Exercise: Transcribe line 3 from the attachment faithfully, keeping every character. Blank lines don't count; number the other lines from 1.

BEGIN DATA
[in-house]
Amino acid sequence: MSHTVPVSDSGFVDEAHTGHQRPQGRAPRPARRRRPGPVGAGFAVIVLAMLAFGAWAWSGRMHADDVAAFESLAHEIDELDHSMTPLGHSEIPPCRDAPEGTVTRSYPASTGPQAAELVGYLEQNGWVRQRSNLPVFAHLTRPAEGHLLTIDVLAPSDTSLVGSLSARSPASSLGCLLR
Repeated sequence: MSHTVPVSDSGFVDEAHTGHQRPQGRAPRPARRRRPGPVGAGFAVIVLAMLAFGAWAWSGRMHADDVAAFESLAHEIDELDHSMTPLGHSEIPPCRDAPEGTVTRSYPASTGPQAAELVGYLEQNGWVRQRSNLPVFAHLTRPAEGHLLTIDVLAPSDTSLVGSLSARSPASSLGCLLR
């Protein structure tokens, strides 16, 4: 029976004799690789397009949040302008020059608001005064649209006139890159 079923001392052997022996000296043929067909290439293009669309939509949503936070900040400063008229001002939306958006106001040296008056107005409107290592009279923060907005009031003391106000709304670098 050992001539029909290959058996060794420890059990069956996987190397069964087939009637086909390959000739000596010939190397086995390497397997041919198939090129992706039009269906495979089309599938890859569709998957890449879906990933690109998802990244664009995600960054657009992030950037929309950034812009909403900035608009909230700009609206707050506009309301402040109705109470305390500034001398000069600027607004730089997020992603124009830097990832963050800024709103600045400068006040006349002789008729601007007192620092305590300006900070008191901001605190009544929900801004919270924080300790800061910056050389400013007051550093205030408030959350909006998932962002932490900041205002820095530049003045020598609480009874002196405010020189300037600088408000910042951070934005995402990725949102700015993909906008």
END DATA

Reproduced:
Repeated sequence: MSHTVPVSDSGFVDEAHTGHQRPQGRAPRPARRRRPGPVGAGFAVIVLAMLAFGAWAWSGRMHADDVAAFESLAHEIDELDHSMTPLGHSEIPPCRDAPEGTVTRSYPASTGPQAAELVGYLEQNGWVRQRSNLPVFAHLTRPAEGHLLTIDVLAPSDTSLVGSLSARSPASSLGCLLR